“Why We Can’t Wait” a Historical Document by Martin Luther King Jr. Report (Assessment)

September 29, 2020 by Essay Writer

Many of the exceptional leaders in the past have spent some time in detention centers due to their aspiration to transform the society. King is one of these leaders, who wrote an essay talking about the injustices in the society while addressing the church (Armstrong and Fahey 113). In his essay, King states that he received an invitation to Birmingham.

The existing governmental ties and the presence of discrimination resulted in his imprisonment (Schumaker 343). There is an association between communities since King deduced that what affects one community will affect the other. He discussed two types of laws and gave reference to several past figures to support his measures.

King led many passive protests to prove that lack of integration went against societal impartiality and the spiritual practices of Americans (Charters 24). Birmingham was arguably the most isolated regions in the United States. King differentiates fair and unfair laws by explaining that a fair law is in harmony with existing ethical or saintly laws (Mayfield 359). Any convention that is out of synchronization with the expected and ethical law is known as unjust law (Charters 30). Laws which validate segregation and demean human self-esteem are regarded as unreasonable.

An unjust is forced on people with less say and opinions by the empowered personalities in the society; however such laws are not followed by the latter group (Starzl 231). A just law will be followed by both the majority and the marginal (Armstrong and Fahey 113).

Those laws, which are enacted, yet the marginal are denied the right to vote for or against them, are regarded as unfair laws. There are some laws which could be understood as fair and unfair upon relation to their formulation and application. This convinced King to go against some of the laws (Charters 31).

King associated his behavior to those of biblical times when disciples traveled abroad to spread the gospel. He could not watch human privileges being violated in Birmingham (Charters 24). He referred to Socrates when he addressed productive tension which aids development.

Socrates felt that creating anxiety in the brain is necessary to prevent people from being blinded by tradition, and think more creatively and critically analyze issues challenging the society. Creating tension which does not involve hostility enables human beings to embrace brotherhood and fight ethnic isolation (Charters 27).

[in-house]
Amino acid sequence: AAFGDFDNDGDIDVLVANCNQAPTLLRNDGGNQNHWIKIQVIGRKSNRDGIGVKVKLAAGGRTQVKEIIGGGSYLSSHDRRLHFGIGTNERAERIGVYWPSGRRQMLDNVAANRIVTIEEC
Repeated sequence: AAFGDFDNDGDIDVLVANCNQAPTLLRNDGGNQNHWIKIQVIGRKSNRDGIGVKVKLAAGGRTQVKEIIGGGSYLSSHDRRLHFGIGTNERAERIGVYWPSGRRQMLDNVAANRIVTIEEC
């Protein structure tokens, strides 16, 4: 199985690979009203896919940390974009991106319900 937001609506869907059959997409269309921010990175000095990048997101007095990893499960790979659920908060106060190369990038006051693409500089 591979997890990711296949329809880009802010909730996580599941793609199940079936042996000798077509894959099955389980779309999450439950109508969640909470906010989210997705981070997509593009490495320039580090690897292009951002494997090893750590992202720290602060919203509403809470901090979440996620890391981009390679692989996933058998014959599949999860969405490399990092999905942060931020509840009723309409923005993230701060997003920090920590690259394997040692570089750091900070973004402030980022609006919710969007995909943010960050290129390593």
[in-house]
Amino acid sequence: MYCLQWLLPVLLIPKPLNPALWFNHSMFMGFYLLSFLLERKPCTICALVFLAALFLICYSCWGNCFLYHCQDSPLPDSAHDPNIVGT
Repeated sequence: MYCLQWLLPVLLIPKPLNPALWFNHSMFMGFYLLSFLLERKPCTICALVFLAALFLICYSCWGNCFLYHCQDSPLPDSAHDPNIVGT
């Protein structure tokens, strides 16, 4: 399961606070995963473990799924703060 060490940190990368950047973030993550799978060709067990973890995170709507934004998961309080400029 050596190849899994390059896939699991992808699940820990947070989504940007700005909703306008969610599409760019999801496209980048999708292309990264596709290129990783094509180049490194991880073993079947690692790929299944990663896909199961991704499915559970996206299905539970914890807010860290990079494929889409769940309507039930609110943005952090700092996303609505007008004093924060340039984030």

Segregation creates a feeling of inadequacy on those who are being discriminated against by affecting their personality negatively. Martin Buber stated that segregation degraded an individual to a simple object. King concludes from the Greek philosopher’s reaction that the vice is dishonest communally and politically (Charters 30). Paul Tilch related sin to division stating that segregation expressed the unpleasant drifting apart of humans.

The principles of an individual may lead to a counter-reaction against an unfair law (Lawler & Schaefer 265). The willingness to face responsibility for one’s action, according to King, is in actual sense valuing the law. King refers to the social defiance expressed on Nebuchadnezzar based on the faith of a higher ethical law by Christians (King 72).

Intellectual autonomy is seen as an actuality today because of the civil defiance of Socrates. King confirms that were he alive during Hitler’s reign in Germany, he would have gone against the law by reassuring and aiding the Jews (Charters 31).

This essay indicates the heroism and principles of king which defied ethnic separation in America. It analyses the state of discrimination which was previously experienced while promoting peaceful demonstrations (Gottlieb 177). The essay which was written by King while in jail has influenced the lives of many Americans and is considered a milestone in American writing (Flora, MacKethan & Taylor 430).

Works Cited

Armstrong, Richard. & Fahey, Joseph. A peace reader: essential readings on war, justice, non-violence, and world order. New Jersey: Paulist press, 2002 112-113.

Charters, Ann. The portable sixties reader. New York: Penguin classics, 2003 22-30.

Flora, Joseph. MacKethan, Lucinda. & Taylor, Todd. The companion to southern literature: theme, genres, places, people movements, and motifs. Louisiana: LSU press, 2002 430.

Gottlieb, Roger. Liberating faith: religious voices for justice, peace, and ecological wisdom. Oxford: Rowman and Littlefield, 2003 177.

King Martin, Luther (Jr). Why we can’t wait. New York: Signet Classic, 2000 72.

Lawler, Augustine. & Schaefer, Robert. American political rhetoric. Oxford: Rowman and Littlefield, 2005. 265.

Mayfield, Marlys. Thinking for yourself. Ohio: Cengage learning, 2009 358-359.

Schumaker, Paul. The political theory reader. Oxford: John Wiley and sons, 2009 343.

Starzl, Thomas. The puzzle people: memoirs of a transplant surgeon. Pittsburgh: University of Pittsburgh press, 2003 231.

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